AT&T will pay a high price for iPhone 3G

The carrier may be paying as much as $425 in subsidies per unit to Apple, according to an analyst's estimate. If that's true, that's more than double what its competitors pay on average for other smart phones.

As a general rule, carriers usually pay subsidies are about $200 for smart phones. However in a research note, Oppenheimer financial analyst Yair Reimer believes AT&T is paying Apple $325 per phone for right of carriage.

What's more, if Apple sells the phone for AT&T, the carrier may be offering an additional $100 to the Cupertino company for its services. That means at maximum the company could be paying a stunning $624 for the 8 GB iPhone, and the $724 for the 16 GB model.

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Based on expectations that Apple could sell millions of the devices here in the US through the end of 2008, the company's subsidies for the phone could run well above a quarter of a billion dollars in the first year alone, and possibly far more -- which makes the company's pronouncements of the iPhone causing a drag on earnings for years to come all the more believable.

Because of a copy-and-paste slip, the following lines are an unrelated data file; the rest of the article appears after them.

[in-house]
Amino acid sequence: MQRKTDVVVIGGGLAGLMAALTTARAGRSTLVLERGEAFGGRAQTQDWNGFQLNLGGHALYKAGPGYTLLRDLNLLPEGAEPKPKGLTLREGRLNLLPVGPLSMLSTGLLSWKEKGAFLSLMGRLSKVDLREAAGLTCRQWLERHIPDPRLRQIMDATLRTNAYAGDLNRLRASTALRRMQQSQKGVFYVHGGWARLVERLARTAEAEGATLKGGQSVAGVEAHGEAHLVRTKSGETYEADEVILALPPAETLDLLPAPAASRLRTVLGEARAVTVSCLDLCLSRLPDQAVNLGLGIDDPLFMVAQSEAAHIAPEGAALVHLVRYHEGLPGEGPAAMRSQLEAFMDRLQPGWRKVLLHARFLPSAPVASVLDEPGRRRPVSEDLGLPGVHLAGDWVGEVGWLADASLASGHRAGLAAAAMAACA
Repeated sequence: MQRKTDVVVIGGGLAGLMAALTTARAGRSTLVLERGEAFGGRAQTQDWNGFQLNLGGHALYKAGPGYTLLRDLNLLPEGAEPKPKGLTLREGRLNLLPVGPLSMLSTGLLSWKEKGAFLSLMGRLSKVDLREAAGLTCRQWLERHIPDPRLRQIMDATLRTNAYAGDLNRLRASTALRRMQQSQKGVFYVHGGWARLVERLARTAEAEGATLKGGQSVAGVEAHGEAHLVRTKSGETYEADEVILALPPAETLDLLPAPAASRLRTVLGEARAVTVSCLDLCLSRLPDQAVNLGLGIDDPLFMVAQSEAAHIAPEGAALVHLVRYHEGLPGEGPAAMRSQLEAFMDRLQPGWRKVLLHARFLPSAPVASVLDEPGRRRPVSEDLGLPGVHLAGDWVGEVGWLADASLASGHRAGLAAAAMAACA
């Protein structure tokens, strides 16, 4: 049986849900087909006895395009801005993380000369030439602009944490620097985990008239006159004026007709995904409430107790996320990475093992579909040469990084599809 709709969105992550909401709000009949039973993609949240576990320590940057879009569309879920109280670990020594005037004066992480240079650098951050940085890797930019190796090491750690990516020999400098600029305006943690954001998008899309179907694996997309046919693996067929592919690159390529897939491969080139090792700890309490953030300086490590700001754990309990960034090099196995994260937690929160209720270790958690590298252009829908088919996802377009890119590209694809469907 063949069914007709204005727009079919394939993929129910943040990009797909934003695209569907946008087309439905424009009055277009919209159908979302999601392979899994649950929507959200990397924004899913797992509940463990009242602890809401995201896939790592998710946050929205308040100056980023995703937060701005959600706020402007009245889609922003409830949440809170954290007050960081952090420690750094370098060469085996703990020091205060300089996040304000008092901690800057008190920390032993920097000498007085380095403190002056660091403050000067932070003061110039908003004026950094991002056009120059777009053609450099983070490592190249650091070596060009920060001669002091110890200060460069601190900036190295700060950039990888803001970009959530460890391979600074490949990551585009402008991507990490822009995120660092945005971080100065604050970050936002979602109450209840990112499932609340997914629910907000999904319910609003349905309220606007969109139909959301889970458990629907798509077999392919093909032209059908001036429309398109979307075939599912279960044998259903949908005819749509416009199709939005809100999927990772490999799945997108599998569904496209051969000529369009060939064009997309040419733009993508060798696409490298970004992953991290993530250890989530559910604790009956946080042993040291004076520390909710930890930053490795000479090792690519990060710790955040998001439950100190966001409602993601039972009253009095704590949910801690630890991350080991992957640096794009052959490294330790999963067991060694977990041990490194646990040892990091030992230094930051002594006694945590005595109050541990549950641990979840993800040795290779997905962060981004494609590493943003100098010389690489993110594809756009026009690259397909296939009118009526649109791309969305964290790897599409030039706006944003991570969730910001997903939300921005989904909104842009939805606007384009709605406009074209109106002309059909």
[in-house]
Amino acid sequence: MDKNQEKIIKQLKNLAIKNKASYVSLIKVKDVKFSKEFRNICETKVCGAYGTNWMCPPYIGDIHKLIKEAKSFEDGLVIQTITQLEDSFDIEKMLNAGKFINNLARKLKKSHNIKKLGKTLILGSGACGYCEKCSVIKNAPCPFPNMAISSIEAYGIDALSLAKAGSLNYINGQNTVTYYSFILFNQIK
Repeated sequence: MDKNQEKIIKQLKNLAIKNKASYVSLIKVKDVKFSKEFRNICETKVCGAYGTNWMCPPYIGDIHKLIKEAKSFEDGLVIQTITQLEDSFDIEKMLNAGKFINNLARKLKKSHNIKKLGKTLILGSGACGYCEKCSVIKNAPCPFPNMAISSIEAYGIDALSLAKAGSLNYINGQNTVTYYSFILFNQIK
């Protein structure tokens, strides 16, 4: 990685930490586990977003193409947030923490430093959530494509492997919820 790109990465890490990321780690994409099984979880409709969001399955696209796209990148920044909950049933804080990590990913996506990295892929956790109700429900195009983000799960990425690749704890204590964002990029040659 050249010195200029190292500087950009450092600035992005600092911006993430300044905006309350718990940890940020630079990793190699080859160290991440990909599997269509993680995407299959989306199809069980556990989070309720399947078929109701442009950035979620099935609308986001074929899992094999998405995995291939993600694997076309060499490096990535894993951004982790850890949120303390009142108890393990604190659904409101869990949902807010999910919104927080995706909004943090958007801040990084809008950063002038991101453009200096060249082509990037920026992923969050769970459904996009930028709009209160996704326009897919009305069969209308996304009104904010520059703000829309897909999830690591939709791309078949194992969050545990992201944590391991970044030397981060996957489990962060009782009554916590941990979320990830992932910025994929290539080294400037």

Why is AT&T taking such a big financial risk? Reimer suggest that it is has a lot to do with higher average revenue per user (APRU). The company says that it has taken notice that iPhone users are spending more on higher priced rate plans compared to other customers.

This would assist AT&T in being able to still recoup its initial outlay through the term of the two-year contract, although if true, the carrier could be making very little profit from sales of the device if any.

(In addition, this could also explain AT&T's requirement of a completely new two-year contract when purchasing the iPhone 3G.)

It also shows that while the carriers have been successful in convincing Apple to abandon its revenue sharing agreement, the Cupertino company has been as equally successful in getting its partners to fork over a higher initial payment to sell the phone.

So, in other words, Apple may be no worse off financially in these new deals than it was before, say analysts.

Piper Jaffray analyst Gene Munster earlier echoed Reimer's claims, although he was a bit more conservative. In a note to his clients, he said Apple was receiving an average of $466 per iPhone sold.

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